Posts for tag: orthodontic treatment
Once upon a time, braces were the way to straighten a smile. They were—and continue to be—an effective orthodontic treatment especially for younger patients. But braces do have a few drawbacks, one of the biggest being appearance: when you're wearing braces, everyone can see you're wearing them.
That changed a couple of decades ago with the introduction of clear aligners. Removable plastic trays that incrementally move teeth, aligners have quickly become popular for a number of reasons. Perhaps their biggest attraction is that they're barely noticeable.
There's now a third option for correcting crooked teeth: lingual braces. They're similar to the traditional version, but with one big difference: all of the hardware is on the back side of the teeth.
Ironically, two orthodontists an ocean apart developed the idea, and for different reasons. A Beverly Hills orthodontist was looking for an invisible tooth-moving method that would appeal to his image-conscious patients. The other in Japan wanted to offer his martial arts patients, who risked injury from facial blows with traditional braces, a safer alternative.
These two motivations illustrate the two biggest advantages to lingual braces. The brackets and other hardware are attached to the back of the teeth (on the tongue side, hence the term "lingual") and exert the tooth-moving force by pulling, in contrast to the pushing motion of labial ("lip-side") braces. They're thus invisible (even to the wearer) and they won't damage the soft tissues of the cheeks, lips and gums if a wearer encounters blunt force trauma to the mouth.
They do, however, have their disadvantages. For one, they're often 15-35 percent more expensive than traditional braces. They're also a little more difficult to get used to—they can affect speech and cause tongue discomfort. Most patients, though, get used to them within a week. And, being a relatively new approach, not all orthodontists offer them as a treatment option yet.
If you're interested in this approach to teeth straightening, speak with your orthodontist to see if they're right for you. But if you do take this route, you may have a more pleasing and safe experience.
If you would like more information on orthodontic treatment with lingual braces, please contact us or schedule an appointment for a consultation. You can also learn more about this topic by reading the Dear Doctor magazine article “Lingual Braces: A Truly Invisible Way to Straighten Teeth.”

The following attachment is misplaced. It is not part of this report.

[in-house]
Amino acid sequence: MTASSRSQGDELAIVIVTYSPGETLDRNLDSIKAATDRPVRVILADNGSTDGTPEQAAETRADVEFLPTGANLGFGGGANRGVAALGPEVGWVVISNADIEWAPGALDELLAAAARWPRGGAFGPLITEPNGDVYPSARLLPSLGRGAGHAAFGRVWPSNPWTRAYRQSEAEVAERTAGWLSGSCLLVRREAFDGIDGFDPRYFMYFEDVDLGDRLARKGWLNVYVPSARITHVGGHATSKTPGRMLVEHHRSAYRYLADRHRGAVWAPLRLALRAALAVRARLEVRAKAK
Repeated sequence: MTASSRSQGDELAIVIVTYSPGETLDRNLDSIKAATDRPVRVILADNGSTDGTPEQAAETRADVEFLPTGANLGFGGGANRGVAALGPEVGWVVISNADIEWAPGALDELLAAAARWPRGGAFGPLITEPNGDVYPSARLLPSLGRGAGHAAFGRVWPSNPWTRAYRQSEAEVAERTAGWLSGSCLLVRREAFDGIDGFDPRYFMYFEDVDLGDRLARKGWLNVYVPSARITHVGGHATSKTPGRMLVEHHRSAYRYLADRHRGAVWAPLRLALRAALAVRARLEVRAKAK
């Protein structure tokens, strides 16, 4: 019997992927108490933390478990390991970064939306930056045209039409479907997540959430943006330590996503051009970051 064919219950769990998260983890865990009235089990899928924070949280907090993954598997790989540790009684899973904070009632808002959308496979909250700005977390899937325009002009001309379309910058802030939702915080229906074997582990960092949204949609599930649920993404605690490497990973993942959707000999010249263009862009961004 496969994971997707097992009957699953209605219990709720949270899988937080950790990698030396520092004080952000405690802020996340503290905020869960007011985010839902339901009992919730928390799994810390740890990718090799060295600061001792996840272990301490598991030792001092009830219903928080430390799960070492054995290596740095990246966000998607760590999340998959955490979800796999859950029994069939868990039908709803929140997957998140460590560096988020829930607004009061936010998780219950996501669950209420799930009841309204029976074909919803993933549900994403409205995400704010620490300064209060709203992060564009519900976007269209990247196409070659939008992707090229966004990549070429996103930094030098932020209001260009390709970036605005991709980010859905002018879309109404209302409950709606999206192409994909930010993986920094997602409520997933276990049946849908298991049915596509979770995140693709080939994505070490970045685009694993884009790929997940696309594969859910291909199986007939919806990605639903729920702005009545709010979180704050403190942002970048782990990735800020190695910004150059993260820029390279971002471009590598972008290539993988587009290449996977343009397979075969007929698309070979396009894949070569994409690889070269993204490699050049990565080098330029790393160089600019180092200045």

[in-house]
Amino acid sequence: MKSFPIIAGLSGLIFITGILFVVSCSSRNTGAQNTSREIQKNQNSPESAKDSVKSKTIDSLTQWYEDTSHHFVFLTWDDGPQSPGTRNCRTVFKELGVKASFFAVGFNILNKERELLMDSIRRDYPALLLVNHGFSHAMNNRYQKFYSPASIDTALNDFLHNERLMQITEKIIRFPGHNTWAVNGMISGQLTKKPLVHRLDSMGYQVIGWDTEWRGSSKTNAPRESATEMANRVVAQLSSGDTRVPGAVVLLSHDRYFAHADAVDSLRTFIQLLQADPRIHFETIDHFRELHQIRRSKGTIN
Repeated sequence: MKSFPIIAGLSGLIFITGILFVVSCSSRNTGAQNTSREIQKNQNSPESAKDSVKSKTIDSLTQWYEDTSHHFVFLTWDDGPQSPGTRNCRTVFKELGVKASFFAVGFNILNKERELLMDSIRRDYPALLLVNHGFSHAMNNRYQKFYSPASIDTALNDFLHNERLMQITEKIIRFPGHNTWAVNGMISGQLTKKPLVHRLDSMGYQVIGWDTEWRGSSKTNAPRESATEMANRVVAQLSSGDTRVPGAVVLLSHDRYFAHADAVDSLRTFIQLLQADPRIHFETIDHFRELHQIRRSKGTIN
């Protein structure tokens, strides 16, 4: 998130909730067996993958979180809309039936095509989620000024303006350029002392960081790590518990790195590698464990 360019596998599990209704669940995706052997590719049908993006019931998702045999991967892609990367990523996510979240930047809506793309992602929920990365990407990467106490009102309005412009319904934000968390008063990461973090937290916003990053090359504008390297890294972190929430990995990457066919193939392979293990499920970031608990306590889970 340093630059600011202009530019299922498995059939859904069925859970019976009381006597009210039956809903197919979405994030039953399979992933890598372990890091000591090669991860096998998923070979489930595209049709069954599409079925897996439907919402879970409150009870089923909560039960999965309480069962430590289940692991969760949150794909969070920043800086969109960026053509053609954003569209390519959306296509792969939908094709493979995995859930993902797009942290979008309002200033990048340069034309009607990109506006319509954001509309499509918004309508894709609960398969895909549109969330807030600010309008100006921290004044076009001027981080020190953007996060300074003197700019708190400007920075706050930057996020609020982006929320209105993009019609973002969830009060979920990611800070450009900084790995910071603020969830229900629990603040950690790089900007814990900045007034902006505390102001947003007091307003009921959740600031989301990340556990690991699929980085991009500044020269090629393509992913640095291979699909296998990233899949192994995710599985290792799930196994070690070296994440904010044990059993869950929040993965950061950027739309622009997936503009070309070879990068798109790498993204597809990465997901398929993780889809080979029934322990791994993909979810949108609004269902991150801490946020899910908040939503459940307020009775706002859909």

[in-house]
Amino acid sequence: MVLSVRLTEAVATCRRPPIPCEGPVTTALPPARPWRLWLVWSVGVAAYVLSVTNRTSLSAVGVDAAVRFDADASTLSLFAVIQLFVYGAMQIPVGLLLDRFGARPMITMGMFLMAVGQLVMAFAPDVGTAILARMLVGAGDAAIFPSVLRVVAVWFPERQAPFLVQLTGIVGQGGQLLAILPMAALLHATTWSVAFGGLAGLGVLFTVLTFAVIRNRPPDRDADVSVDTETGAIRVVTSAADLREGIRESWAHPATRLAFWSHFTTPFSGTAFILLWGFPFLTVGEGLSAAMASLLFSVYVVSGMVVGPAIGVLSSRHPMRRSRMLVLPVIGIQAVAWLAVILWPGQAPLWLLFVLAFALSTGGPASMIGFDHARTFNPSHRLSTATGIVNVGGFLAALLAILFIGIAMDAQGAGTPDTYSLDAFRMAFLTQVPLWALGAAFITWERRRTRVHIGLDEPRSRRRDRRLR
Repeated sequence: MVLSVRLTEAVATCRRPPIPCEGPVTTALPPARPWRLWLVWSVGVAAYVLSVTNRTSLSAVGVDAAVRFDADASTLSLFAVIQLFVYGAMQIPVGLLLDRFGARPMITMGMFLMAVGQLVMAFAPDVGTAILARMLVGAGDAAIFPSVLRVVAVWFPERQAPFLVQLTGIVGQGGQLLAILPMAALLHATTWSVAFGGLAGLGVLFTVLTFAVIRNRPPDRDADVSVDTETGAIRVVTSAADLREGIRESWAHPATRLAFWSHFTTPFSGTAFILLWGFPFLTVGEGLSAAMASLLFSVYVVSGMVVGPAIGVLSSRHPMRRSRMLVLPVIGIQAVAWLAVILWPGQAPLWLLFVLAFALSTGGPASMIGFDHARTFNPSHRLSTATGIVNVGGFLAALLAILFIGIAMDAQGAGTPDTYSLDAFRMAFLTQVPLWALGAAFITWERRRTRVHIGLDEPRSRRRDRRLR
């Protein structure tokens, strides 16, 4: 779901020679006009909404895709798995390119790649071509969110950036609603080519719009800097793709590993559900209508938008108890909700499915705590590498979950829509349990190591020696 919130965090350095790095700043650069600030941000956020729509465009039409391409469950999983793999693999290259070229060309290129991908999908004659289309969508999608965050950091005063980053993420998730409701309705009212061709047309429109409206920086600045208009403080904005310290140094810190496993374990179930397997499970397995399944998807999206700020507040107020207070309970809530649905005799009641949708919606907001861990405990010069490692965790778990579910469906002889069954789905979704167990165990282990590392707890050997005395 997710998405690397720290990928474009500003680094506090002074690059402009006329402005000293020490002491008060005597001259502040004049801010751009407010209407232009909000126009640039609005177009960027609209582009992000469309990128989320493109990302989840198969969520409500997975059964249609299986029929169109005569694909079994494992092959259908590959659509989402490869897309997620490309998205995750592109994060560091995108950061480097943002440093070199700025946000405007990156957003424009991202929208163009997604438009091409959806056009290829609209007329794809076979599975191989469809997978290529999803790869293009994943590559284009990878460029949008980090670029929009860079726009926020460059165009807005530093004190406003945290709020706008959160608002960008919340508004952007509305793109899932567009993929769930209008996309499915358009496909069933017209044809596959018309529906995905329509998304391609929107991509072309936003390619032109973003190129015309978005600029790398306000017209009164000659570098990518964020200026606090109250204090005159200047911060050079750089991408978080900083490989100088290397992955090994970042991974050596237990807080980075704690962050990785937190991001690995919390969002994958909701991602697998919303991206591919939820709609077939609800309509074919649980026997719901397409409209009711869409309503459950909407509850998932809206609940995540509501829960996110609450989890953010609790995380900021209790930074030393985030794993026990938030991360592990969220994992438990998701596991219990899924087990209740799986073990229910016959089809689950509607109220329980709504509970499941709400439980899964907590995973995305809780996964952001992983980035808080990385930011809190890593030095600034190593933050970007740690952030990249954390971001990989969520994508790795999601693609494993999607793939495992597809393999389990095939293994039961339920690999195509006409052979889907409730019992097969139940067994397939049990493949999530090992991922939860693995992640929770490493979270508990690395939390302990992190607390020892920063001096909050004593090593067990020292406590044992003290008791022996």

The movie Bohemian Rhapsody celebrates the iconic rock band Queen and its legendary lead vocalist, Freddie Mercury. But when we see pictures of the flamboyant singer, many fans both old and new may wonder—what made Freddie’s toothy smile look the way it did? Here’s the answer: The singer was born with four extra teeth at the back of his mouth, which caused his front teeth to be pushed forward, giving him a noticeable overbite.
The presence of extra teeth—more than 20 primary (baby) teeth or 32 adult teeth—is a relatively rare condition called hyperdontia. Sometimes this condition causes no trouble, and an extra tooth (or two) isn’t even recognized until the person has an oral examination. In other situations, hyperdontia can create problems in the mouth such as crowding, malocclusion (bad bite) and periodontal disease. That’s when treatment may be recommended.
Exactly what kind of treatment is needed? There’s a different answer for each individual, but in many cases the problem can be successfully resolved with tooth extraction (removal) and orthodontic treatment (such as braces). Some people may be concerned about having teeth removed, whether it’s for this problem or another issue. But in skilled hands, this procedure is routine and relatively painless.
Teeth aren’t set rigidly in the jawbone like posts in cement—they are actually held in place dynamically by a fibrous membrane called the periodontal ligament. With careful manipulation of the tooth, these fibers can be dislodged and the tooth can be easily extracted. Of course, you won’t feel this happening because extraction is done under anesthesia (often via a numbing shot). In addition, you may be given a sedative or anti-anxiety medication to help you relax during the procedure.